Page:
Lowcountry Headlines

Lowcountry Headlines


Councilmembers push for drainage project as Glenn McConnell widening nears 

Road work

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CHARLESTON, S.C. (WCSC) - There could be a potential multimillion dollar solution to flooding in West Ashley after severe weather, but it’s facing some funding issues as a major roadway widening project gets underway. 

The $2.6 million drainage project involves Lake Dotterer and Long Branch Creek, which is on Glenn McConnell Parkway just past Magwood Drive. 

Charleston City Councilmember Kevin Shealy said they only have a few weeks to connect these two bodies of water with drainage pipes at the same time the road gets widened. 

“Storms like Hurricane Irma, Michael and those types of storms, we’ve had unbelievable flooding,” Shealy said. “The opportunity is there for us to be able to have one time we can put pipes in underneath the Glenn McConnell, allow that Lake Dotterer to flow into Long Branch Creek. It just seems to make sense to do this all at one time.” 

The councilmember also recalled how flooded the western part of West Ashley was following major storms. In the days following Hurricane Irma, Bees Ferry Road was inundated with floodwater, impacting neighboring buildings and homes. 

Shealy wants the city and Charleston County to pay for the project, which was included in the initial widening plans, but funding issues have caused the connection to be left out. 

During severe weather, the lake currently drains into Church Creek, which leads to flooding on Bees Ferry Road and in the Shadowmoss neighborhood. 

Ashleigh Watterworth has lived in the Shadowmoss neighborhood for five years.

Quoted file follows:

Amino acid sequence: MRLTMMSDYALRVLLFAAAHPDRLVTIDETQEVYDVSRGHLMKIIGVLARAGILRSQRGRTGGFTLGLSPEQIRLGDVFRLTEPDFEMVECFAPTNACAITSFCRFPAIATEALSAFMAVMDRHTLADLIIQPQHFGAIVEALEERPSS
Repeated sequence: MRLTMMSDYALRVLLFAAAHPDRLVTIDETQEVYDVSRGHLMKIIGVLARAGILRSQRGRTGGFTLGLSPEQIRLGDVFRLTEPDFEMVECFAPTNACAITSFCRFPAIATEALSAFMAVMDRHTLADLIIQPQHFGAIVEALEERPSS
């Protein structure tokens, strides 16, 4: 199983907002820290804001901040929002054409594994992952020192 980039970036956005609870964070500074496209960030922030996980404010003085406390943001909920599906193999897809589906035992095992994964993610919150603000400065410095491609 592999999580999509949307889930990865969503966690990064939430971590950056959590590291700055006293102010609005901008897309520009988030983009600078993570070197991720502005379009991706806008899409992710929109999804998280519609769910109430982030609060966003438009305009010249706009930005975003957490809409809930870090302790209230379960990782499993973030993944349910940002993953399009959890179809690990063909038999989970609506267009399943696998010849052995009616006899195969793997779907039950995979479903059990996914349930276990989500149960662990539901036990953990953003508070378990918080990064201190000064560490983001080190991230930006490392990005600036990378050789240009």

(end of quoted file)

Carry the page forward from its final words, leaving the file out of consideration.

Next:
“[Flooding is] certainly something that comes up very quickly in conversation,” she said. 

She remembered how the flooding was during the aftermath of Hurricane Michael. 

“Our home is – two sides of it are on the water – and so we did experience a significant rise in the water,” Watterworth said, “and it was flowing around our property, so that’s certainly a little bit scary, and that was on the lower end of a hurricane.” 

In a 2017 study, an engineering firm recommended to the city to connect Lake Dotterer to Long Branch Creek via pipes to address flooding in the basin. 

Shealy said the lake used to flow into the creek, but when Glenn McConnell was built, it dammed up that flow. 

“We have homes that have flooded multiple times along Lake Dotterer, and they will flood again if we don’t do anything,” Shealy said. “If a major storm comes, when we have a major storm surge and there’s a lot of rain, Lake Dotterer will flood again.” 

Ultimately, Shealy said the drainage project would connect the lake down to the Stono River through Long Branch Creek. 

If it’s funded, the councilmember said the project would take around three to four months to complete. 

He’s waiting to hear back from Charleston County and the city to see how to fund it. 

Copyright 2022 WCSC. All rights reserved. 

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